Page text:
It pays to join the club, even if you didn’t intend to! Croteaux has their own charming take on the wine club concept. In most, you sign up for regular deliveries or pick-ups of two or more bottles, and in return you get free tastings and reduced prices. At Croteaux, you automatically become a member of their case club once you buy a case of their delicious rosés, which entitles you to an invitation to a wine tasting event, which we attended on a beautiful Saturday evening.
Croteaux has the loveliest outdoor seating area of any winery, a shady pebbled garden with comfortable Adirondack chairs, wire chairs, umbrella-shaded tables and cushioned alcoves in picturesquely dilapidated farm buildings. The seating is arranged so you can feel intimate even if the garden is crowded, and, since they prohibit buses, limos, hired cars, drop-offs and parties larger than 8, it rarely is. French music plays in the background unless, like tonight, they have live music—a charming young pair of college students singing folk-ish songs and playing guitar and drum. In fact, the entire experience is aesthetically pleasing, from the floral designs on the bottles to the attractive tunics the servers wear to the pretty glasses used to serve both the wine and the spiced nuts or Moroccan olives one can buy along with a rustic wooden basket of bread and cheese. You can easily pretend you have been magically transported to the south of France, especially since the wines draw their inspiration from that region as well.
Croteaux’s slogan is “Rosé on Purpose!” which clearly delineates their philosophy. For them, rosé IS the purpose, and they plant and harvest their grapes with that in mind, rather than producing rosé as an offshoot of making red wines. As a result, we end up comparing every other North Fork rosé to theirs, and concluding that they set the standard. If you think you don’t like rosé, I suggest you reserve judgment until you taste Croteaux’s. And plenty of people must agree, because they often sell out before the year is over, which makes buying a case an even better idea. This brings me back to the event we attended Saturday night. Paula Croteaux graciously greeted her guests at the entrance to the garden, and sent us to the wine bar to choose our tasting. We opt to do a full tasting, which usually costs $15 for all six of their wines but was free tonight for both of us. In addition, after we seated ourselves in a pair of Adirondack chairs, she brought us delicious spiced nuts, Moroccan olives, goat cheese flavored with Herbes de Provence, toasted rounds of baguette, and an extra treat of fresh fruit salsa, a combo which usually costs $20. You can also get just the cheese and bread for $10, and they discourage outside foods, feeling that their treats go best with their wines. As we sipped and munched we listened to music, watched two cute and very well-behaved dogs wander the grounds, and enjoyed the laid-back family vibe of the evening.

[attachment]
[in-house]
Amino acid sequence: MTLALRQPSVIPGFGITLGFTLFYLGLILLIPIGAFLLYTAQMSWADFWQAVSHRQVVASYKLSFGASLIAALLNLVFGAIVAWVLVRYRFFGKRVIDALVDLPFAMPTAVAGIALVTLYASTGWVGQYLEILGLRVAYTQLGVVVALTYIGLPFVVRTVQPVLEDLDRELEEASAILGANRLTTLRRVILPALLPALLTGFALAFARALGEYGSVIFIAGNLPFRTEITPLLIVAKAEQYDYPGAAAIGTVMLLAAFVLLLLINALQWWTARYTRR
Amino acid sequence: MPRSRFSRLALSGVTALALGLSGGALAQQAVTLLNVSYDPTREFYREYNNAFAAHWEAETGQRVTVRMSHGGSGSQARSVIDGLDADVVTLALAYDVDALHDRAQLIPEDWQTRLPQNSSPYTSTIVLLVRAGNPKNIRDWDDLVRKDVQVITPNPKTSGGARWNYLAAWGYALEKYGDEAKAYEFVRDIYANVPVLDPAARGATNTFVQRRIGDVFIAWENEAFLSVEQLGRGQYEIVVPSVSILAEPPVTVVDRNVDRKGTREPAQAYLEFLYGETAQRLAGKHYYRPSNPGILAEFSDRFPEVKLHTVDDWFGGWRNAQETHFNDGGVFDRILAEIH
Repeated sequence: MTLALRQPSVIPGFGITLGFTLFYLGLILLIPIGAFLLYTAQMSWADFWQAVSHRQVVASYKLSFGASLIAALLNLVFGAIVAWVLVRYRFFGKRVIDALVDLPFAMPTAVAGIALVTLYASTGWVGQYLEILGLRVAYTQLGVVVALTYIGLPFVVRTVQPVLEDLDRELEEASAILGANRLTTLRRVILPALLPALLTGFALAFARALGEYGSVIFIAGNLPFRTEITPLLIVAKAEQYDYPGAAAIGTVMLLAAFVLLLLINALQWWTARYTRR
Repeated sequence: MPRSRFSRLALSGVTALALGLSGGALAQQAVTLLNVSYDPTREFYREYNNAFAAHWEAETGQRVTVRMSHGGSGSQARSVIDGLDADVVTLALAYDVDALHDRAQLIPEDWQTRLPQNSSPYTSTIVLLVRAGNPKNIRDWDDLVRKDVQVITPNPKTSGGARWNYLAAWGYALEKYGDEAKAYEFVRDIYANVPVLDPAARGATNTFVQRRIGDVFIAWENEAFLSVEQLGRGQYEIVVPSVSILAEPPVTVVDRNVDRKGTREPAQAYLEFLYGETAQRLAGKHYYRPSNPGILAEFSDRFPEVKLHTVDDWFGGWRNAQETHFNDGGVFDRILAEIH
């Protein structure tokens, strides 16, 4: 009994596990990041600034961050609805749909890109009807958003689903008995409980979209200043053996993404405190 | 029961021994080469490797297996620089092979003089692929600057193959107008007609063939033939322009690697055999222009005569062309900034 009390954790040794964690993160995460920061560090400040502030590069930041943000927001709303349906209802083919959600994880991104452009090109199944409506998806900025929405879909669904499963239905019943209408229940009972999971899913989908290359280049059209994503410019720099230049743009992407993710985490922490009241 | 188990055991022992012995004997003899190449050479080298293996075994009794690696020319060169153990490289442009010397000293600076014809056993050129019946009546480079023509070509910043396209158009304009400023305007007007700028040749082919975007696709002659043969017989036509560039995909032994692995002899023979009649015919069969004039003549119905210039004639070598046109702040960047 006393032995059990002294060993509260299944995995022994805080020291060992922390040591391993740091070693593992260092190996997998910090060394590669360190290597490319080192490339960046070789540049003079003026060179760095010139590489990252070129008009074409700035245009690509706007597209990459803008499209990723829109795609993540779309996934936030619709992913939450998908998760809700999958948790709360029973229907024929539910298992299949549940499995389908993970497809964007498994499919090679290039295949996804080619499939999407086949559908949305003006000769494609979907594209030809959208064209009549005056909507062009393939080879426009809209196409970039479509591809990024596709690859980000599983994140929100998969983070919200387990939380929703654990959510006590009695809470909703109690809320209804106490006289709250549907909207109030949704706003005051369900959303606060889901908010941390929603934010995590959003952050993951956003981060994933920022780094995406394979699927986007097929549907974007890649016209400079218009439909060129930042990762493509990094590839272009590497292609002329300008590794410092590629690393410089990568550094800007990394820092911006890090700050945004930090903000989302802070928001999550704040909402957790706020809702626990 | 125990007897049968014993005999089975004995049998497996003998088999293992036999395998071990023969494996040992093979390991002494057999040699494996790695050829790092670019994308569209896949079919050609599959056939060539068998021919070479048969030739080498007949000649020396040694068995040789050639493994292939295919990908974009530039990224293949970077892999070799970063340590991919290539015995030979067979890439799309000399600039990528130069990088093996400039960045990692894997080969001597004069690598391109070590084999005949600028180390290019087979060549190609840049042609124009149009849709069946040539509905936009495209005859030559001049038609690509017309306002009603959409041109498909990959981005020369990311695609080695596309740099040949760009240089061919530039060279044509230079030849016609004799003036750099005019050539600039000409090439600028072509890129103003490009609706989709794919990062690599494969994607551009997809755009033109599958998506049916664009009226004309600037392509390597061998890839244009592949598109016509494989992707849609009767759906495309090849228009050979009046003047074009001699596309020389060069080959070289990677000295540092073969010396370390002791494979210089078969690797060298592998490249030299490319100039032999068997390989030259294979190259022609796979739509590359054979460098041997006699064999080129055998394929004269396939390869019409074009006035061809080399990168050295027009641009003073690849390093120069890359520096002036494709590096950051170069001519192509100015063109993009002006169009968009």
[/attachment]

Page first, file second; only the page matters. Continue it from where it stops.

Pricing is very simple: the first three wines cost $19 per bottle, and the next three $25 per bottle. These are wines to drink now, not to cellar, a concept with which I have no problem!
- Merlot 181
All of their wines are steel-fermented, giving them a clean, crisp taste. This is their lightest rosé, with a slight mineral taste and perhaps some green plum. The tasting notes indicate that this is a Pomerol, though it is named for the specific clone from which it is made.
2. Merlot 314
This is the wine that induced us to buy a case! Delicious, juicy fruit (not the gum), with fruit aromas and strawberry and mineral tastes. A friend of ours who is quite the wine connoisseur loves this one, and commissioned us to get him six bottles of it. The tasting notes say this is a St. Emilion.
3. Merlot 3 Rosé Cuvée
Why 3? Because it is a blend of 181, 314, and 3. This one has less of a fruit aroma, with some notes of wet stones. It is a bit sweeter than the first two wines, but not sweet, and would be lovely with salmon served over lentils, as they do in French bistros, or with a crème brulée. I feel I detect a taste of wildflower honey.
4. Sauvage Merlot Rosé
Although this is also a 181 clone, it is called “Sauvage” because it is made from wild yeasts,which means the outcome is less controlled. Well, it may be called savage, but this is a very well-behaved wine, with delicious flavors of green pear. It goes particularly well with our spiced nuts and Moroccan olives.
“Jolie” is French for pretty, and the name is quite apt, as this is a lovely wine, made from their 332 clone, a Cabernet Franc. The color is a bit deeper than the others, and the taste starts a little sweet and then becomes more mineral, with a bit of bubble on the tongue (or petillant, as they say in France).
Love the name! This is called a “Full Presse Rosé” and is made from the 181 clone, but is quite different from the others. The aroma is almost vegetal, perhaps asparagus or grass, and the taste is full of fruit, with “fleeting blackberries” at the end, as my husband poetically put it. I would love to just sit and sip this one—no accompaniments needed! My favorite.
Finally, we each get a glass of the “punch” they are serving—a combination of Jolie Cabernet Franc and 314 steeped with sprigs of fresh rosemary, served over ice. Refreshing for sure, and once we get over the shock of a wine that tastes of rosemary we quite like it. Before we leave we tour the charming boutique set up in part of one building, which features attractive tunics, scarves and jewelry, plus Paula Croteaux’s cookbook.
Reasons to visit: lovely garden setting, perfect for a summer day; the best rosés on the North Fork; cute boutique; you’re not sure you like rosés, but you’re willing to be open minded about them; you’d really rather be in Provence, but this is the closest you can get.